Monday, June 21, 2010

Fringe Costume Thoughts: Initial Reactions on Thursday's Shows

Call me a snob. You won't be the first. I love good design. I love good craftsmanship. Most importantly, I love when it seems that people have put thought and care into what they put on their bodies.

I also love theatre. I love when a show's costume design doesn't distract me from the show itself. I love when the costumes are appropriate to the place and time of a show.

And I hate hate hate hate hate when costumes are poorly executed. Avant garde shouldn't be code for looking cheap.

I've been to see a lot of shows at the Ottawa Fringe Festival, and I am sad to say that there are only a smattering of them whose costumes didn't downright make me angry.

The first show I saw was The Last Goddamn Performance Piece, which is a send-up of performance art in general. While I get what they were doing with their costumes (plain black movement wear), I was more than a little disappointed that the female performer's shirt had a visible stain on the front. It distracted me the whole show. (You can read Andrew Snowdon's full review of the piece here.)

Next up on Thursday night was The Rooftop Guy, a piece which takes place in a government office. While the costumes were generally pretty spot-on (especially the character of Jason, whose mismatched shirt and tie paired with his horrible green and yellow leather jacket perfectly portrayed a young man in an adult world who doesn't know how to cope with aging), one of the major plot points in the script is the fact that Dave is wearing a fish tie.

Which was... Handmade? I guess? Poorly. It can't be that hard to find a fish tie! (I just did a Google search for "fish tie" and came up with over 80,000 results.) Now, I understand that Fringe shows are on a budget. But the major turning point of the plot is about this tie. Come on, now... (Andrew's review for Fully Fringed is here.)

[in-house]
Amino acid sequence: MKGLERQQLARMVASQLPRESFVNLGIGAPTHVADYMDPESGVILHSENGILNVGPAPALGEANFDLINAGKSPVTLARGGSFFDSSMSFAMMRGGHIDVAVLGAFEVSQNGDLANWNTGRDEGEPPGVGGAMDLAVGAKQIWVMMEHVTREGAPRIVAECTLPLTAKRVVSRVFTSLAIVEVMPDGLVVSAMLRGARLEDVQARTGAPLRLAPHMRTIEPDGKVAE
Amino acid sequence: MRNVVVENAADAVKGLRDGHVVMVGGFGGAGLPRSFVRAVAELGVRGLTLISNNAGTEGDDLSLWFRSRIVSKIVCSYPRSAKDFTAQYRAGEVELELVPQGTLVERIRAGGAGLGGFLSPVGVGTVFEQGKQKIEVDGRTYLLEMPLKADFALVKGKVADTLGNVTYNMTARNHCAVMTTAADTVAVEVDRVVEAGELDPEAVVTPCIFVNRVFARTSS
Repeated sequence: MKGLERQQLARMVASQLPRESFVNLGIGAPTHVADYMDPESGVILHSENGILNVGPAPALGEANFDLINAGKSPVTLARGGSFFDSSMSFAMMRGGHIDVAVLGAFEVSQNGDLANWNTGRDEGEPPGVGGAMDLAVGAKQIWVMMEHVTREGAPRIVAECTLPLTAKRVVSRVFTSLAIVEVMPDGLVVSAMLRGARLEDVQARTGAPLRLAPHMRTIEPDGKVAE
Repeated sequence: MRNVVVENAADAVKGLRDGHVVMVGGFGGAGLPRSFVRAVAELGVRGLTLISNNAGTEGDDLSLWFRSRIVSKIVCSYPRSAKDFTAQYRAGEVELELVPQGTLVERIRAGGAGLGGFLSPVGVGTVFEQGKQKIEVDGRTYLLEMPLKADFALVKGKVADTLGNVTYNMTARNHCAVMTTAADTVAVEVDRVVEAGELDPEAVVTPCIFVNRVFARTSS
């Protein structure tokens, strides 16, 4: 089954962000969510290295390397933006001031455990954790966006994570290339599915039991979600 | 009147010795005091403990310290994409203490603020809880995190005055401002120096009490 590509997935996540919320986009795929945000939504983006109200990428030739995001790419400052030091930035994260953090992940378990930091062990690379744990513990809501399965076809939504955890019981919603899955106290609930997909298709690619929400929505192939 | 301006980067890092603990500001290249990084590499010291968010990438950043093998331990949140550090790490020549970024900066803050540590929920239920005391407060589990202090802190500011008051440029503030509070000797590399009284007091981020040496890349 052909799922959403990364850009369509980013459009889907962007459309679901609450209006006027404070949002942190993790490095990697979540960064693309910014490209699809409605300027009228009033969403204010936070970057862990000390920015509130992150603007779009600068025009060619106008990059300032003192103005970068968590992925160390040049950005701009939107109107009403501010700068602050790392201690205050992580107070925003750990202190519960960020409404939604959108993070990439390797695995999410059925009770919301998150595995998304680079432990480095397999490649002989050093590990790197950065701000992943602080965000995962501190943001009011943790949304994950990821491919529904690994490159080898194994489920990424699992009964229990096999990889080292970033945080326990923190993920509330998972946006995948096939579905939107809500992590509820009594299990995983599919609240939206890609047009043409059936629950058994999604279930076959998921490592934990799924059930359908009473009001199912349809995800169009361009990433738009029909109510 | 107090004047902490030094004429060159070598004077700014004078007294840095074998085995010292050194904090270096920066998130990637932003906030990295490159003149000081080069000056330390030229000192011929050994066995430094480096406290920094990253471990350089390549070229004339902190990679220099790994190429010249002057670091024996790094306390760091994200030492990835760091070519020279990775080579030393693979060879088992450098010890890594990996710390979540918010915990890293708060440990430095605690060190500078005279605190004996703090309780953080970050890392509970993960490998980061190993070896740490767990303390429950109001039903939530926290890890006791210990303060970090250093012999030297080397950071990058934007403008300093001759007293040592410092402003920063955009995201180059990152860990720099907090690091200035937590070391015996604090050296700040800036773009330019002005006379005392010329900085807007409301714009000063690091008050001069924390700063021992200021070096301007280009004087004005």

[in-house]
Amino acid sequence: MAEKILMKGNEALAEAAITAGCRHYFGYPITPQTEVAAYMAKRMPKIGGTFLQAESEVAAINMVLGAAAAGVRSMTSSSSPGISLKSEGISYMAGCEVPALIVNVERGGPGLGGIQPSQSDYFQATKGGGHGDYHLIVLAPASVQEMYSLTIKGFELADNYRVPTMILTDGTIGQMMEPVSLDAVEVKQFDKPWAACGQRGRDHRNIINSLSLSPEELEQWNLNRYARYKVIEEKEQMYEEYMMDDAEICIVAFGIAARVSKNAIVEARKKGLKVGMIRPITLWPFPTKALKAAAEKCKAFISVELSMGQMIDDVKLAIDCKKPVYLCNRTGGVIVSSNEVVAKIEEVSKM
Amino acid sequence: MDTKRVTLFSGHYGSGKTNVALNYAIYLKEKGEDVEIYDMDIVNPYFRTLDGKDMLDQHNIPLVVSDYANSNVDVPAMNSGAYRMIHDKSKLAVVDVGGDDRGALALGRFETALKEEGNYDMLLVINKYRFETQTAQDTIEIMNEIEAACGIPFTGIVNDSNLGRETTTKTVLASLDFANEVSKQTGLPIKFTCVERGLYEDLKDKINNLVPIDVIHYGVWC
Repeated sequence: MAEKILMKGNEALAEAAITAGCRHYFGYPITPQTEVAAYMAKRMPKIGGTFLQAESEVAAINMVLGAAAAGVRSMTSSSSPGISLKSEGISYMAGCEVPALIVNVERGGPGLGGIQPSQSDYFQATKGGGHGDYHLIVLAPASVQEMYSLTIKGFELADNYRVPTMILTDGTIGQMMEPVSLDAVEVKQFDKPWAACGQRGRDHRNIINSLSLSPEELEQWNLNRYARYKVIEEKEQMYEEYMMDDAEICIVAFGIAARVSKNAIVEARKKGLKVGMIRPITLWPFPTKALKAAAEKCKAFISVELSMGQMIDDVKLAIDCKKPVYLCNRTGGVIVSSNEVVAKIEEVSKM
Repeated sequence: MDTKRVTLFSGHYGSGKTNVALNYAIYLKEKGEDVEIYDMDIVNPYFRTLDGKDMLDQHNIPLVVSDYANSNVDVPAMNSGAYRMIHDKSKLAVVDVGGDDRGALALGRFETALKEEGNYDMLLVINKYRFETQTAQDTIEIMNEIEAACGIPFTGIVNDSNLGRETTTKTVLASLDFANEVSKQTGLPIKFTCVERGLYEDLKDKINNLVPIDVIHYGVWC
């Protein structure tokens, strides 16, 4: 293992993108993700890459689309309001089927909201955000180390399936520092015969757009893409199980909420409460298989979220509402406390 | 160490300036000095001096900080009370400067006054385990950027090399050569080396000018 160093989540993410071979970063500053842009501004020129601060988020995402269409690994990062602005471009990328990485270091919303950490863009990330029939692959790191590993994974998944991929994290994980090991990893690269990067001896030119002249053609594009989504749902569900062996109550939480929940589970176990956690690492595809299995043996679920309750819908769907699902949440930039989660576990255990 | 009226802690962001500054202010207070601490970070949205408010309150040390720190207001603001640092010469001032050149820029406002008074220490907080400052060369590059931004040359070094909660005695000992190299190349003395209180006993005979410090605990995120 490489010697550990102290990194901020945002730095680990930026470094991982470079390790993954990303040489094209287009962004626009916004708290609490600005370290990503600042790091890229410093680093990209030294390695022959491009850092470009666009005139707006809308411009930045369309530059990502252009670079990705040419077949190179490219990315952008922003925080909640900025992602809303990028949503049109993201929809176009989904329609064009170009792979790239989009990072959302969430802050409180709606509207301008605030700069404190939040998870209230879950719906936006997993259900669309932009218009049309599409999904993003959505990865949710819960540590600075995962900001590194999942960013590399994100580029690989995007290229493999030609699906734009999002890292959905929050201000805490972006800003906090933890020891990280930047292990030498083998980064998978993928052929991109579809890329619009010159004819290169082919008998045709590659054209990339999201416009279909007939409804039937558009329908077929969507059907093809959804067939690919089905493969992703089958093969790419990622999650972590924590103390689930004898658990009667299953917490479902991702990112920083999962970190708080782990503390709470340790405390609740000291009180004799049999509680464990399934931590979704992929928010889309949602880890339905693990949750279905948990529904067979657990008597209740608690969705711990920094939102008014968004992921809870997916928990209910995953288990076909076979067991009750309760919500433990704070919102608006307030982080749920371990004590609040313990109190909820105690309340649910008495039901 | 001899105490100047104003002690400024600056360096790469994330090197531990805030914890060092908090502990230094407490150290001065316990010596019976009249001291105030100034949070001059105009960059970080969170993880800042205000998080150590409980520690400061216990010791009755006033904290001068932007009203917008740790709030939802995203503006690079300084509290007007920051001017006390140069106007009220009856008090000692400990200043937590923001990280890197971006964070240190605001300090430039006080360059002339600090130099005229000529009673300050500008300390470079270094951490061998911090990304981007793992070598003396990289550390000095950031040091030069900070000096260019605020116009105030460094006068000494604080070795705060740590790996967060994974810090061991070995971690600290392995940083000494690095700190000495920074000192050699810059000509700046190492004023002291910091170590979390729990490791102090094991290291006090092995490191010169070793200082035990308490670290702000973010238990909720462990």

My blood really got boiling with Art DeXo, a modern dance piece. Now, I'll be the first to admit that I don't know anything about modern dance, or dance wear, but I do know one thing: hems should be finished. Several of the costumes used in the piece had unfinished hems, or worse yet, little scraps of fabric with unfinished edges hanging off of them. While I understand that these little "beebobs" and "doodads" (as my mother would say) probably were meant to have some meaning and echoing the fluidity of the body and whatnot, most of the time I was left saying, "What?" Or worse yet, "Ugh, cut those things off."

Specifically, in one of the pieces lovely one-piece emerald green jumpers in drapey jersey have their flow and lined ruined by what looks like pieces of blue security blanket pinned (yes, that's right, pinned) to the hem. (Katrina Marsh writes more about Art DeXo here.)

Basically, what it all comes down to seems to be pride. If artists are putting enough time and pride into their piece to direct, preform, and in some cases write and tour a piece, it stands to reason that the way they present themselves onstage should also be a reflection of that. Thursday night left me with a bad taste in my mouth when it came to costumes.

Luckily, there are lots more nights of Fringe to write about...

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